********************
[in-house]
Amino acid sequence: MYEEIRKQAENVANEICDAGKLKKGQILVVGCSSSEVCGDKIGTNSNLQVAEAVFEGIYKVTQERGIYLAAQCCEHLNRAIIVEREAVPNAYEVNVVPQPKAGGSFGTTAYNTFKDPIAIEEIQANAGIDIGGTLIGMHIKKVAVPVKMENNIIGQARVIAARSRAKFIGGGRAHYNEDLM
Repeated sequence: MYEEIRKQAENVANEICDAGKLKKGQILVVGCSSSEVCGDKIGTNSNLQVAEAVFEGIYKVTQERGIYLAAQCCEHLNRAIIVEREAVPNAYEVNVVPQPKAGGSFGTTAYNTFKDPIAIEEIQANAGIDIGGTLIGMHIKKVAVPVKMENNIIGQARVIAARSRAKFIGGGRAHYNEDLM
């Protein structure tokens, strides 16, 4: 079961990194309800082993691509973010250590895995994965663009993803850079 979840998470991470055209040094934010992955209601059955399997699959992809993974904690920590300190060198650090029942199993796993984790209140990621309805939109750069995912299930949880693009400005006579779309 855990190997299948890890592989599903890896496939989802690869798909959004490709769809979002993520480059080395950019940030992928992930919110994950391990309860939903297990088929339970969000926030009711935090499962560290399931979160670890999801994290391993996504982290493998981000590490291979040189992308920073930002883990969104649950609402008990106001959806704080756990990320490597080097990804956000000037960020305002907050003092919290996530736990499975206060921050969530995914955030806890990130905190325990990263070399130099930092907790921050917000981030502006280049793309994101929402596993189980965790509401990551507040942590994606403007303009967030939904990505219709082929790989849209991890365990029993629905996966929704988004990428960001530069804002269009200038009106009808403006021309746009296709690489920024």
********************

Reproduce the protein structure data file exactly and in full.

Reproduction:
[in-house]
Amino acid sequence: MYEEIRKQAENVANEICDAGKLKKGQILVVGCSSSEVCGDKIGTNSNLQVAEAVFEGIYKVTQERGIYLAAQCCEHLNRAIIVEREAVPNAYEVNVVPQPKAGGSFGTTAYNTFKDPIAIEEIQANAGIDIGGTLIGMHIKKVAVPVKMENNIIGQARVIAARSRAKFIGGGRAHYNEDLM
Repeated sequence: MYEEIRKQAENVANEICDAGKLKKGQILVVGCSSSEVCGDKIGTNSNLQVAEAVFEGIYKVTQERGIYLAAQCCEHLNRAIIVEREAVPNAYEVNVVPQPKAGGSFGTTAYNTFKDPIAIEEIQANAGIDIGGTLIGMHIKKVAVPVKMENNIIGQARVIAARSRAKFIGGGRAHYNEDLM
């Protein structure tokens, strides 16, 4: 079961990194309800082993691509973010250590895995994965663009993803850079 979840998470991470055209040094934010992955209601059955399997699959992809993974904690920590300190060198650090029942199993796993984790209140990621309805939109750069995912299930949880693009400005006579779309 855990190997299948890890592989599903890896496939989802690869798909959004490709769809979002993520480059080395950019940030992928992930919110994950391990309860939903297990088929339970969000926030009711935090499962560290399931979160670890999801994290391993996504982290493998981000590490291979040189992308920073930002883990969104649950609402008990106001959806704080756990990320490597080097990804956000000037960020305002907050003092919290996530736990499975206060921050969530995914955030806890990130905190325990990263070399130099930092907790921050917000981030502006280049793309994101929402596993189980965790509401990551507040942590994606403007303009967030939904990505219709082929790989849209991890365990029993629905996966929704988004990428960001530069804002269009200038009106009808403006021309746009296709690489920024």